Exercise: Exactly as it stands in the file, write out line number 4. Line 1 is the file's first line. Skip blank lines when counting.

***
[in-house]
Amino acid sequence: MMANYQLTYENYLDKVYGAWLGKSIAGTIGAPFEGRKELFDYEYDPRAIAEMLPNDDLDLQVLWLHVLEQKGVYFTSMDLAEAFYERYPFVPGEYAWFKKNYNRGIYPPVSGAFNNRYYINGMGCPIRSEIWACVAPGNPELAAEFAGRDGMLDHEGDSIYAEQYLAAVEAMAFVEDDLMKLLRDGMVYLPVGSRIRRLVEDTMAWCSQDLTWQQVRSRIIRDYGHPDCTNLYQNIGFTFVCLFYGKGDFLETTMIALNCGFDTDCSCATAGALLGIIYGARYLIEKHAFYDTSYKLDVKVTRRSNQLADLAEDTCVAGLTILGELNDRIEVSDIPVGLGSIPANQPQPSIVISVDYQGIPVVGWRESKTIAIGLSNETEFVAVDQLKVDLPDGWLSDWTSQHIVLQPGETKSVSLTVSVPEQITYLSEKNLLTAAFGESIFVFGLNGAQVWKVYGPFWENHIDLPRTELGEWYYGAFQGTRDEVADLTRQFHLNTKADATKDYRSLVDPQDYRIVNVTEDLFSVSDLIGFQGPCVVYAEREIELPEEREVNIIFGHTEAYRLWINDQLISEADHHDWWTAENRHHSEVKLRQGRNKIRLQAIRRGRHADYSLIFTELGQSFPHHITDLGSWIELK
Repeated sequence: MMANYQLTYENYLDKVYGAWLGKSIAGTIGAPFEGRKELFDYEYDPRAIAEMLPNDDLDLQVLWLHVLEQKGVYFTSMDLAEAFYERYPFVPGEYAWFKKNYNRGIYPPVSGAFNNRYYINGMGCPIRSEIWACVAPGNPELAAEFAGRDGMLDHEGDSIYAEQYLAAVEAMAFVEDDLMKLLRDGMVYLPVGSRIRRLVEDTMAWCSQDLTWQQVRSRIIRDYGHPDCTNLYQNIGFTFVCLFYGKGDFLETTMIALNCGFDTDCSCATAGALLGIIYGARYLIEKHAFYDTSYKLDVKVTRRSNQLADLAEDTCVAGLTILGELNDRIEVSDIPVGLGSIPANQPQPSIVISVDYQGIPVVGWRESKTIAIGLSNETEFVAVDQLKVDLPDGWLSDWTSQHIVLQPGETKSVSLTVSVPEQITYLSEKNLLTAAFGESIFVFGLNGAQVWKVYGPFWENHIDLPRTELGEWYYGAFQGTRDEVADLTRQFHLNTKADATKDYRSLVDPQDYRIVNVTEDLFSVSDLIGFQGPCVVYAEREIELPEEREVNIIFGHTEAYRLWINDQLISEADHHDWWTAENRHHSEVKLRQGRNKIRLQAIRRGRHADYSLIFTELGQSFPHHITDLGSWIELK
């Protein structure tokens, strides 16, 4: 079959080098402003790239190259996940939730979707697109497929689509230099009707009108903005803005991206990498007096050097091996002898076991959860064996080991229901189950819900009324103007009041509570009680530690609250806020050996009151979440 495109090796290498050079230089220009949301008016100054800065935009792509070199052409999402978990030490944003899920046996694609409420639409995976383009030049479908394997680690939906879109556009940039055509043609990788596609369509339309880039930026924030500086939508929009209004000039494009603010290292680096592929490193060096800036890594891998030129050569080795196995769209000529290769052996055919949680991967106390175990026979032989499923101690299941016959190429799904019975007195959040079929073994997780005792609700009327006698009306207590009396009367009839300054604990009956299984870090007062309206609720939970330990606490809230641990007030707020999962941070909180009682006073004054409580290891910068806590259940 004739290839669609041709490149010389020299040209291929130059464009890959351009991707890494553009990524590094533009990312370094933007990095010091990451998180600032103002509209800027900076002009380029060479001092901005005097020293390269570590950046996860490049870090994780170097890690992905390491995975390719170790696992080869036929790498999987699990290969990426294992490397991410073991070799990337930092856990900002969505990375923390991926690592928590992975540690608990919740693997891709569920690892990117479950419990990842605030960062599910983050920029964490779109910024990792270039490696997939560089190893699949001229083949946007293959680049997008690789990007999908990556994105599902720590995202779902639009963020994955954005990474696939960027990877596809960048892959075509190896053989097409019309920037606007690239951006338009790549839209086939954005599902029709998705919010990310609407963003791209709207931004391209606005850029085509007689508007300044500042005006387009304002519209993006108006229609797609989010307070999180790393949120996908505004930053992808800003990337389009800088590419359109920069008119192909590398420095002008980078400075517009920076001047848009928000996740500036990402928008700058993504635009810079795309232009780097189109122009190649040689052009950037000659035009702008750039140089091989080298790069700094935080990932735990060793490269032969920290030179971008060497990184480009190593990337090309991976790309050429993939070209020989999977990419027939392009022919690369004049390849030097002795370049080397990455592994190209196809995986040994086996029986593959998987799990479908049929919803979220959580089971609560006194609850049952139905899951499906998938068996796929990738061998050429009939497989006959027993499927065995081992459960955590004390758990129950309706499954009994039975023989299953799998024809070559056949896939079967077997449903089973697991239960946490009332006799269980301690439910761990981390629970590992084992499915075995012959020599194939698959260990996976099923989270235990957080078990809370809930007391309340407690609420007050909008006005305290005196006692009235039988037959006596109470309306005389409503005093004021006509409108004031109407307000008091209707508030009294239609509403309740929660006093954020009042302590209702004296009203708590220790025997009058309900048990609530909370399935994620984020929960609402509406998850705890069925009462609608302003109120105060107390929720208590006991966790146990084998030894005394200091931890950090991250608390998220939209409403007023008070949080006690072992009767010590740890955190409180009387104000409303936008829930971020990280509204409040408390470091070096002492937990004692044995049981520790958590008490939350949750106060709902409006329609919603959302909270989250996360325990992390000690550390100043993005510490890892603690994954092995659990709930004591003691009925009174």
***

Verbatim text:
């Protein structure tokens, strides 16, 4: 079959080098402003790239190259996940939730979707697109497929689509230099009707009108903005803005991206990498007096050097091996002898076991959860064996080991229901189950819900009324103007009041509570009680530690609250806020050996009151979440 495109090796290498050079230089220009949301008016100054800065935009792509070199052409999402978990030490944003899920046996694609409420639409995976383009030049479908394997680690939906879109556009940039055509043609990788596609369509339309880039930026924030500086939508929009209004000039494009603010290292680096592929490193060096800036890594891998030129050569080795196995769209000529290769052996055919949680991967106390175990026979032989499923101690299941016959190429799904019975007195959040079929073994997780005792609700009327006698009306207590009396009367009839300054604990009956299984870090007062309206609720939970330990606490809230641990007030707020999962941070909180009682006073004054409580290891910068806590259940 004739290839669609041709490149010389020299040209291929130059464009890959351009991707890494553009990524590094533009990312370094933007990095010091990451998180600032103002509209800027900076002009380029060479001092901005005097020293390269570590950046996860490049870090994780170097890690992905390491995975390719170790696992080869036929790498999987699990290969990426294992490397991410073991070799990337930092856990900002969505990375923390991926690592928590992975540690608990919740693997891709569920690892990117479950419990990842605030960062599910983050920029964490779109910024990792270039490696997939560089190893699949001229083949946007293959680049997008690789990007999908990556994105599902720590995202779902639009963020994955954005990474696939960027990877596809960048892959075509190896053989097409019309920037606007690239951006338009790549839209086939954005599902029709998705919010990310609407963003791209709207931004391209606005850029085509007689508007300044500042005006387009304002519209993006108006229609797609989010307070999180790393949120996908505004930053992808800003990337389009800088590419359109920069008119192909590398420095002008980078400075517009920076001047848009928000996740500036990402928008700058993504635009810079795309232009780097189109122009190649040689052009950037000659035009702008750039140089091989080298790069700094935080990932735990060793490269032969920290030179971008060497990184480009190593990337090309991976790309050429993939070209020989999977990419027939392009022919690369004049390849030097002795370049080397990455592994190209196809995986040994086996029986593959998987799990479908049929919803979220959580089971609560006194609850049952139905899951499906998938068996796929990738061998050429009939497989006959027993499927065995081992459960955590004390758990129950309706499954009994039975023989299953799998024809070559056949896939079967077997449903089973697991239960946490009332006799269980301690439910761990981390629970590992084992499915075995012959020599194939698959260990996976099923989270235990957080078990809370809930007391309340407690609420007050909008006005305290005196006692009235039988037959006596109470309306005389409503005093004021006509409108004031109407307000008091209707508030009294239609509403309740929660006093954020009042302590209702004296009203708590220790025997009058309900048990609530909370399935994620984020929960609402509406998850705890069925009462609608302003109120105060107390929720208590006991966790146990084998030894005394200091931890950090991250608390998220939209409403007023008070949080006690072992009767010590740890955190409180009387104000409303936008829930971020990280509204409040408390470091070096002492937990004692044995049981520790958590008490939350949750106060709902409006329609919603959302909270989250996360325990992390000690550390100043993005510490890892603690994954092995659990709930004591003691009925009174």